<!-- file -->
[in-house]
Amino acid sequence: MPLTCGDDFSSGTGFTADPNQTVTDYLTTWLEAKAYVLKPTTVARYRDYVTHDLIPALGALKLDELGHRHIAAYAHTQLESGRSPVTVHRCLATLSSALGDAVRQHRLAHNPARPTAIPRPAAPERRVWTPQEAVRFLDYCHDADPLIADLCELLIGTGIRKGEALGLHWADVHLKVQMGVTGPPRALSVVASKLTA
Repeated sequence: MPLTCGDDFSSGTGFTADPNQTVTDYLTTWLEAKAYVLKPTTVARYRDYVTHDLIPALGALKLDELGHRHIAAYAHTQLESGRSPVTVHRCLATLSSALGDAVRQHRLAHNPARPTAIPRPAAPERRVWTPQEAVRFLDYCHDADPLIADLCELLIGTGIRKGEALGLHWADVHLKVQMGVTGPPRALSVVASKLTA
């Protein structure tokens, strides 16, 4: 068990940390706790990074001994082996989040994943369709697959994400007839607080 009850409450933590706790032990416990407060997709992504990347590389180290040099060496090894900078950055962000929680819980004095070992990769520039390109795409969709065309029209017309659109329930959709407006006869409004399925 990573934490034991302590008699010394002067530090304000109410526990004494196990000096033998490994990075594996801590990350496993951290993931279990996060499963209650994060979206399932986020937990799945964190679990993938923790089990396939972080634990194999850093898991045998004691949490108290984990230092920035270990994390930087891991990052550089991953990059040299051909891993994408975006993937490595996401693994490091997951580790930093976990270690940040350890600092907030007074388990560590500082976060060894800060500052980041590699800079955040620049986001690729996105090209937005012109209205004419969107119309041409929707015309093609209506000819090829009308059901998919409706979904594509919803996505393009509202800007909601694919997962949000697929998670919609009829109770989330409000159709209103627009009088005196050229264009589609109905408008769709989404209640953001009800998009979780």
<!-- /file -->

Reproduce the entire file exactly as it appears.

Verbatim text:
[in-house]
Amino acid sequence: MPLTCGDDFSSGTGFTADPNQTVTDYLTTWLEAKAYVLKPTTVARYRDYVTHDLIPALGALKLDELGHRHIAAYAHTQLESGRSPVTVHRCLATLSSALGDAVRQHRLAHNPARPTAIPRPAAPERRVWTPQEAVRFLDYCHDADPLIADLCELLIGTGIRKGEALGLHWADVHLKVQMGVTGPPRALSVVASKLTA
Repeated sequence: MPLTCGDDFSSGTGFTADPNQTVTDYLTTWLEAKAYVLKPTTVARYRDYVTHDLIPALGALKLDELGHRHIAAYAHTQLESGRSPVTVHRCLATLSSALGDAVRQHRLAHNPARPTAIPRPAAPERRVWTPQEAVRFLDYCHDADPLIADLCELLIGTGIRKGEALGLHWADVHLKVQMGVTGPPRALSVVASKLTA
């Protein structure tokens, strides 16, 4: 068990940390706790990074001994082996989040994943369709697959994400007839607080 009850409450933590706790032990416990407060997709992504990347590389180290040099060496090894900078950055962000929680819980004095070992990769520039390109795409969709065309029209017309659109329930959709407006006869409004399925 990573934490034991302590008699010394002067530090304000109410526990004494196990000096033998490994990075594996801590990350496993951290993931279990996060499963209650994060979206399932986020937990799945964190679990993938923790089990396939972080634990194999850093898991045998004691949490108290984990230092920035270990994390930087891991990052550089991953990059040299051909891993994408975006993937490595996401693994490091997951580790930093976990270690940040350890600092907030007074388990560590500082976060060894800060500052980041590699800079955040620049986001690729996105090209937005012109209205004419969107119309041409929707015309093609209506000819090829009308059901998919409706979904594509919803996505393009509202800007909601694919997962949000697929998670919609009829109770989330409000159709209103627009009088005196050229264009589609109905408008769709989404209640953001009800998009979780």